WASHINGTON, D.C. -- While Sen. Hillary Rodham Clinton's presidential stock is rising among her congressional colleagues in Washington, prominent liberal Democrats in her home base of New York City privately express the opinion that she has unsolved political problems.
These critics note that Clinton's negative national ratings remain high (around 45 percent). She also generated similarly low ratings for her Senate re-election bid in New York last year, but she won in a landslide against token Republican opposition. Clinton's performance in Iowa last week received poor reviews from liberals at home, who did not laugh at her little joke aimed at husband Bill Clinton when she was asked about her ability to handle "evil, bad men."
The most likely left-of-center alternative to Clinton, in New York as elsewhere, appears to be former Sen. John Edwards of North Carolina.
British Prime Minister Tony Blair has requested Sen. John McCain contact the Rev. Ian Paisley, the hard-line Protestant leader in Northern Ireland, to press him to discuss a power-sharing plan.
McCain, a leading prospect for the 2008 Republican presidential nomination, has been increasingly active about Northern Ireland and has had contacts with Paisley. Since 2005, McCain has been actively engaged in promoting power sharing.
Paisley has told Irish Prime Minister Bertie Ahern that his party "will have nothing whatsoever to do" with a new special committee in the Irish Parliament to deal with issues concerning Northern Ireland.
Lobbyists for Rahm
A new, high-grade Democratic lobbying firm in Washington is sponsoring a top-dollar fund-raising breakfast for Rep. Rahm Emanuel, chairman of the House Democratic Caucus, Feb. 13 at the Phoenix Park Hotel on Capitol Hill.
The principal host is David W. Jones, who ran the extensive 2006 fund-raising campaign by Rep. Charles Rangel of New York. Jones and the other hosts listed on the invitation are all Democrats and former congressional staffers now associated with Capitol Counsel, a newly formed lobbyist firm unveiled after the 2006 election. They are Zahra Buck, Shannon Finley, James C. Gould, Daniel Papadopoulos and John D. Raffaelli.
The invitation to the 8:30 a.m. event appears to have been sent to names on the mailings by Rangel last year to get support for a Democratic-controlled House that made him Ways and Means Committee chairman. Recipients include Republican lobbyists who work on legislation at Ways and Means (which includes Emanuel as a member). The cost of attending: contributions ranging from $1,000 to $5,000 for Friends of Rahm Emanuel.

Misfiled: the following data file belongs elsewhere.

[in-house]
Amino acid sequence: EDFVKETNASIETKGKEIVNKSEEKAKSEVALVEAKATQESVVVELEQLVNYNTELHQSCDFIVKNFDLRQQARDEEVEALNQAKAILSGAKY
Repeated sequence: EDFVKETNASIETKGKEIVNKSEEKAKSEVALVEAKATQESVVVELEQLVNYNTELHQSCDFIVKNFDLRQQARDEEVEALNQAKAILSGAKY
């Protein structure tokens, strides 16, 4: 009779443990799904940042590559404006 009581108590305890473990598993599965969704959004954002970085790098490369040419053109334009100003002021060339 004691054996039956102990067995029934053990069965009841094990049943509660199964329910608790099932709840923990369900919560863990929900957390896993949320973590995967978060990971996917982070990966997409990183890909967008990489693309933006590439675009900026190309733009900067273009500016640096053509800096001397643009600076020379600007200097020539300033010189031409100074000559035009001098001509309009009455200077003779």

Bush on Vets
House Democratic leaders seeking to show that George W. Bush does not care about war veterans discovered that the president has not mentioned them in his last four State of the Union speeches, since U.S. troops intervened in Iraq.
The last Bush mention of vets in a State of the Union Address came in 2002, when he asked Congress "to approve an historic increase for veterans' health" -- a request followed by applause.
Bush's omissions irritate officials at the Veteran Administration, who take pride in advancements in veterans' health care in recent years.
Republican hopes that Gil Gutknecht, who was upset for re-election in Minnesota last year after six terms in Congress, would try again were dashed this week when he quietly put his Capitol Hill condo up for sale at $229,000.
"The congressman is leaving it all, even the Select Comfort 'The Numbers Bed,'" said the Internet sales ad. It offers garage parking for an additional $30,000, claims the unit "gets tons of sun" and concludes: "Perfect for a Politician, Investor or 1st Time Homebuyer!"
Gutknecht, a member of the big Republican class of 1994, won his southern Minnesota district with over 60 percent of the vote in 2002 and 2004. He lost by 6 percentage points in 2006 to Democrat Tim Walz, a high school teacher making his first campaign for public office.